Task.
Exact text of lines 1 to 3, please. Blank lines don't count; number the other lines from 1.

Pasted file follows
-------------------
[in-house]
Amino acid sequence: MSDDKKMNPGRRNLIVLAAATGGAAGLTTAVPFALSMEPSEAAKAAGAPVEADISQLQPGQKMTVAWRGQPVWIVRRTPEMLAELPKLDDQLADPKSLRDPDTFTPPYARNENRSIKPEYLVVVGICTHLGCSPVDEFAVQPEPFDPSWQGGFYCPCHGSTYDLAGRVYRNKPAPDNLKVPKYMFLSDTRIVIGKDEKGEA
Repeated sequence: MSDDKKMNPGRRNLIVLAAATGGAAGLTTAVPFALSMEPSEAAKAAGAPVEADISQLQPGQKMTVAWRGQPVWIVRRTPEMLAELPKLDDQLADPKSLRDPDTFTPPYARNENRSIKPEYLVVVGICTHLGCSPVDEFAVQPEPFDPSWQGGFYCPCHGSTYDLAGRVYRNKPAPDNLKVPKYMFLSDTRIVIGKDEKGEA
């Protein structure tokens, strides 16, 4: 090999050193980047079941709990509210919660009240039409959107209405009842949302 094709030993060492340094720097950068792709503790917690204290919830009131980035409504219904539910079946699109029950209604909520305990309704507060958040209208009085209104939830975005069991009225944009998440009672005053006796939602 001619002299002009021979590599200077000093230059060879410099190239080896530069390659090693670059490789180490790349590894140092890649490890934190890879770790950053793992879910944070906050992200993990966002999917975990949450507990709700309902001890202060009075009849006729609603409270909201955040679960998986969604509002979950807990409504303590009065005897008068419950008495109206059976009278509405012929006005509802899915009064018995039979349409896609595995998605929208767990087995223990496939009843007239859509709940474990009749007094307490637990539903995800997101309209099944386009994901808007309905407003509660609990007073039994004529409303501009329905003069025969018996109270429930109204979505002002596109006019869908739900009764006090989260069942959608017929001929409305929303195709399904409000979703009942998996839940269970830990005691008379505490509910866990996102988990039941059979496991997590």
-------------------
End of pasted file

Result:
[in-house]
Amino acid sequence: MSDDKKMNPGRRNLIVLAAATGGAAGLTTAVPFALSMEPSEAAKAAGAPVEADISQLQPGQKMTVAWRGQPVWIVRRTPEMLAELPKLDDQLADPKSLRDPDTFTPPYARNENRSIKPEYLVVVGICTHLGCSPVDEFAVQPEPFDPSWQGGFYCPCHGSTYDLAGRVYRNKPAPDNLKVPKYMFLSDTRIVIGKDEKGEA
Repeated sequence: MSDDKKMNPGRRNLIVLAAATGGAAGLTTAVPFALSMEPSEAAKAAGAPVEADISQLQPGQKMTVAWRGQPVWIVRRTPEMLAELPKLDDQLADPKSLRDPDTFTPPYARNENRSIKPEYLVVVGICTHLGCSPVDEFAVQPEPFDPSWQGGFYCPCHGSTYDLAGRVYRNKPAPDNLKVPKYMFLSDTRIVIGKDEKGEA